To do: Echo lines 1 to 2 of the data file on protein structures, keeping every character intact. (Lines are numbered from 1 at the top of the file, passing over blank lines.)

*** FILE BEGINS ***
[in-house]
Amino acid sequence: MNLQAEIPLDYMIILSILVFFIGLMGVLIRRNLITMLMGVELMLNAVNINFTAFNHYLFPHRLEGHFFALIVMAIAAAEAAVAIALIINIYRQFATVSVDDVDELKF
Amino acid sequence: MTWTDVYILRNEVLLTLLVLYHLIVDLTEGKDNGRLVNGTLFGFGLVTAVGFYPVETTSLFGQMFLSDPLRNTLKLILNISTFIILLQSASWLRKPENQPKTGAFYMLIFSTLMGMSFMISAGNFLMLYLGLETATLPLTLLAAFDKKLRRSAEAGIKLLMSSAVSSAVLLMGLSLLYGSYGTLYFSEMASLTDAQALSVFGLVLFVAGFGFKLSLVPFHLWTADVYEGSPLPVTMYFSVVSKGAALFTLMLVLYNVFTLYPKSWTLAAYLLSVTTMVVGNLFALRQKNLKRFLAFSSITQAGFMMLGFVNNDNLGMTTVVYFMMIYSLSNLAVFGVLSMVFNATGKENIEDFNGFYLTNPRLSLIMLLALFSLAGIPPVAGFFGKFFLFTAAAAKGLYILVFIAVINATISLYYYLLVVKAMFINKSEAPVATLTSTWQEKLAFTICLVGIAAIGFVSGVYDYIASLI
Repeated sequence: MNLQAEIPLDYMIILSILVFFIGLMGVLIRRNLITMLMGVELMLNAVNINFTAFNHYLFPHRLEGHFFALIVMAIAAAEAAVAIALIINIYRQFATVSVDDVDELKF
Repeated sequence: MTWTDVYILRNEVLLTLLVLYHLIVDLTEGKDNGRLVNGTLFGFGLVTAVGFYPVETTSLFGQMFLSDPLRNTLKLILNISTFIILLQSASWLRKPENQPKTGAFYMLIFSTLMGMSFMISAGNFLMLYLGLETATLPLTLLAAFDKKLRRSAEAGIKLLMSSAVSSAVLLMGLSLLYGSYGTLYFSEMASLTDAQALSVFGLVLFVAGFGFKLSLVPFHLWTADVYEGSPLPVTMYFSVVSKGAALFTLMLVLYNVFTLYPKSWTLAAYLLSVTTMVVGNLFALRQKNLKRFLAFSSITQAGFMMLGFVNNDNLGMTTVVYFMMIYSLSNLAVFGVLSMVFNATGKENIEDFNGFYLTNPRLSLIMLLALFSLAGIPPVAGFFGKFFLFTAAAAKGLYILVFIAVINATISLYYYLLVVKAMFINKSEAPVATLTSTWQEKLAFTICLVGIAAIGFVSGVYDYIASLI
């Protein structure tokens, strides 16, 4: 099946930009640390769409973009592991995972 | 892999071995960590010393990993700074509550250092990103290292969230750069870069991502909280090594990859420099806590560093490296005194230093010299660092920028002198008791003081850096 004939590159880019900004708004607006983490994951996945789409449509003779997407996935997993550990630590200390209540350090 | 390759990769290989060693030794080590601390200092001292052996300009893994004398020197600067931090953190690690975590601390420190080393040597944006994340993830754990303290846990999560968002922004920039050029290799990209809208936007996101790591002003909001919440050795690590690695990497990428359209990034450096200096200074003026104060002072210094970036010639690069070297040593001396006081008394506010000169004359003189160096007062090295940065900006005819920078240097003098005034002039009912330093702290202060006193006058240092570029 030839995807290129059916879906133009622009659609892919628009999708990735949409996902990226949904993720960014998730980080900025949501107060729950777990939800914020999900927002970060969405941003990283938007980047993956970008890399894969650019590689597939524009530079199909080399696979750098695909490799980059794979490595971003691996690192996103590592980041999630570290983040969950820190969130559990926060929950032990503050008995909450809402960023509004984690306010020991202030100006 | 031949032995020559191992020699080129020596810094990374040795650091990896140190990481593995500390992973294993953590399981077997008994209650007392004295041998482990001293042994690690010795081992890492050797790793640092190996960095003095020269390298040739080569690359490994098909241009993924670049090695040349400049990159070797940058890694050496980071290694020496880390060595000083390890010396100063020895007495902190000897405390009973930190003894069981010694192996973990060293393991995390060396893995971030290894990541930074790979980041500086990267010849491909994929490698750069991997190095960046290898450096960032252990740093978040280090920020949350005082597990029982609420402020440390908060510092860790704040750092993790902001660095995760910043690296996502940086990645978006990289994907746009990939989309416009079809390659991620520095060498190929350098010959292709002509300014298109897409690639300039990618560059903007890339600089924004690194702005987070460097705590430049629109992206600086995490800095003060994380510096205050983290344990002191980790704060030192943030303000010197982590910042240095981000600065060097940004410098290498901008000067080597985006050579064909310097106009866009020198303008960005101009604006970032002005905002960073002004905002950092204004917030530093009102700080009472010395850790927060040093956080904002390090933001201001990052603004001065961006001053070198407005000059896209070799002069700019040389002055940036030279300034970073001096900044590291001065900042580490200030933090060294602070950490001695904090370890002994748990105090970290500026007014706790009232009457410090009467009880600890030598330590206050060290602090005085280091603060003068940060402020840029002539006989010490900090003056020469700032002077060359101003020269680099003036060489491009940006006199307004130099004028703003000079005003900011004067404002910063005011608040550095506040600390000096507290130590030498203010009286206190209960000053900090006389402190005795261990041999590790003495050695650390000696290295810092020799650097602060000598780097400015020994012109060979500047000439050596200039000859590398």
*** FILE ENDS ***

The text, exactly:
[in-house]
Amino acid sequence: MNLQAEIPLDYMIILSILVFFIGLMGVLIRRNLITMLMGVELMLNAVNINFTAFNHYLFPHRLEGHFFALIVMAIAAAEAAVAIALIINIYRQFATVSVDDVDELKF